An Unborn Baby Overhears Plans for a Murder

Siddhartha Mukherjee in The New York Times:

IanWe might begin with Hamlet, of course, but we may also begin with Abhimanyu. Locked inside his mother’s womb — as one version of the Mahabharata story runs — Abhimanyu overhears his father, Arjuna, discussing a well-known battle strategy with his wife. It involves a military formation called the “disk”: A murderous rank of enemy soldiers forms around a warrior in a perfect spiral, and seven steps, carried out in precise sequence, can penetrate that deadly labyrinth, permitting escape. Abhimanyu listens intently — at times, the thrumming drone of his mother’s aorta next to his tiny ear is near-deafening — but as Arjuna speaks, his mother dozes off to sleep. The conversation stops. The final route of escape — the seventh step — is left unmentioned.

Ian McEwan’s compact, captivating new novel, “Nutshell,” is also about murderous spirals and lost messages between fathers and unborn sons, although it’s the father’s fate that hangs in the balance here. I promise not to give away the formidable genius of the plot — but the premise, loosely, is this: Trudy, jittery and fragile, lives in a London townhouse as dilapidated as it is valuable, where she spends hot afternoons coldly plotting the murder of her husband, John. She is heavily pregnant with John’s son. They have separated, their love spent; he inspires nothing more in her than a “retinal crust of boredom.” He has moved to Shoreditch (or “sewer-ditch,” as it used to be known), where he scrapes out a living as a poet and publisher. John may or may not be in love with an aspiring poet named Elodie, who writes about owls, and whose name rhymes with “threnody” — a lamentation to the dead. The accomplice to this murder — “clever and dark and calculating” but also “dull to the point of brilliance, vapid beyond invention . . . a man who whistles continually, not songs but TV jingles, ringtones . . . whose repeated remarks are a witless, thrustless dribble” — is Claude, a real estate developer. Claude — Hamlet’s Claudius — needs no literary disguise: He is John’s brother, a prosperous brute of a man with whom Trudy (Gertrude) is having an affair.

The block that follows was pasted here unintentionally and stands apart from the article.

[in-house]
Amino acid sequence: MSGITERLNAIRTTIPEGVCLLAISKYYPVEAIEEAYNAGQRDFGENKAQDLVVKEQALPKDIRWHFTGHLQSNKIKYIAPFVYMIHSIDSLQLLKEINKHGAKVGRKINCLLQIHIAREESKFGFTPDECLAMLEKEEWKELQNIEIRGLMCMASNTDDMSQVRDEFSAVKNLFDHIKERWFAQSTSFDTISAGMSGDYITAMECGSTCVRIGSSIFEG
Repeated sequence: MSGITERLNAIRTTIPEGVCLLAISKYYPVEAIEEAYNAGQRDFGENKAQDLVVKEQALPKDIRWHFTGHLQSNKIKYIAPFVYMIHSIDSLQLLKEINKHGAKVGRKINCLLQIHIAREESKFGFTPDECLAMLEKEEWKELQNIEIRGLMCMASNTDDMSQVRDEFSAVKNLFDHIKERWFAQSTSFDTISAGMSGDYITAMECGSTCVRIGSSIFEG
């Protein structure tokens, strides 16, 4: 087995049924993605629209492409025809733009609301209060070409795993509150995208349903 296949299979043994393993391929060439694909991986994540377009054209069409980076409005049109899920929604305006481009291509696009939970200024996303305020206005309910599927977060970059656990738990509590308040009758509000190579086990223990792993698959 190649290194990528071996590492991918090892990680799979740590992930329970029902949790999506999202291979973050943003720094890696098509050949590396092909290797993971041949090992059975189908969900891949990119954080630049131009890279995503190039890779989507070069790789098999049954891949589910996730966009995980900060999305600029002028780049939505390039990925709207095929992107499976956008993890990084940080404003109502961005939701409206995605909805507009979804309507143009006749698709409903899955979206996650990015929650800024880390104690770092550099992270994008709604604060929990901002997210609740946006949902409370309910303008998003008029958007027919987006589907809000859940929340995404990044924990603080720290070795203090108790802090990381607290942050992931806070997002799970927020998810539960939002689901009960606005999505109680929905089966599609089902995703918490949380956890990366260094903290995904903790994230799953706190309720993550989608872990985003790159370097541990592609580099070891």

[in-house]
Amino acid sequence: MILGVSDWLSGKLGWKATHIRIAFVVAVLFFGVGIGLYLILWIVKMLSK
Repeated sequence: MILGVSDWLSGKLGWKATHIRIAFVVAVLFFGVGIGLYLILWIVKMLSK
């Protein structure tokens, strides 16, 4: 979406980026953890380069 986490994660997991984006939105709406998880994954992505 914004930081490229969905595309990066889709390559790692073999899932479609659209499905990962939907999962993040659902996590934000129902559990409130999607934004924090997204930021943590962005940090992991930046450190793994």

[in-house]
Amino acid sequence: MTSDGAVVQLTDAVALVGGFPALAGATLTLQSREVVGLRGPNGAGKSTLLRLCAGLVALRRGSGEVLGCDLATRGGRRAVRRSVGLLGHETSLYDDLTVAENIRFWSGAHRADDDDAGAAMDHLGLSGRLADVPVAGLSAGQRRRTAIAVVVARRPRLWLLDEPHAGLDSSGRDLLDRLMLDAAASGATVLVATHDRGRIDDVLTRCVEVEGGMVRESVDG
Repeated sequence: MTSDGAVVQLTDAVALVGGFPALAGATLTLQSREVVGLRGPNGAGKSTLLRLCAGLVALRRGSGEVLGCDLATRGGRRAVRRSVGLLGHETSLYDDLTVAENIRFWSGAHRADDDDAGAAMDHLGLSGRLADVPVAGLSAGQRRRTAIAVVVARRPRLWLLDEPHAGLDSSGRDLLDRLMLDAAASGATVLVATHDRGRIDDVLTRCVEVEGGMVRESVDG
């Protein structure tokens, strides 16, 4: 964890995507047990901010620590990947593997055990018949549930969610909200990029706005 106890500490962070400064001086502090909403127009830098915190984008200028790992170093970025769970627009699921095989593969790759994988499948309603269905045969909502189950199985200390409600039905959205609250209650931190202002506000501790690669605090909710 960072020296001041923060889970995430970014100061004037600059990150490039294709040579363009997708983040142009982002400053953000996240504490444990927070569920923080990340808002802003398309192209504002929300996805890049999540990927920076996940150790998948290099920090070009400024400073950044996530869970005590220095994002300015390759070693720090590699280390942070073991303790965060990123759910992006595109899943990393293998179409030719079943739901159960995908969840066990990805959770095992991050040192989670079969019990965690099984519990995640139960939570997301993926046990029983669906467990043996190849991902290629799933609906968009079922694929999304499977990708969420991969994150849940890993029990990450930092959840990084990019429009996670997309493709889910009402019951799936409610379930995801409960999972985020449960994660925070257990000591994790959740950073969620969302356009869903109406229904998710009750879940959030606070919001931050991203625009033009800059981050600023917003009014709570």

More here.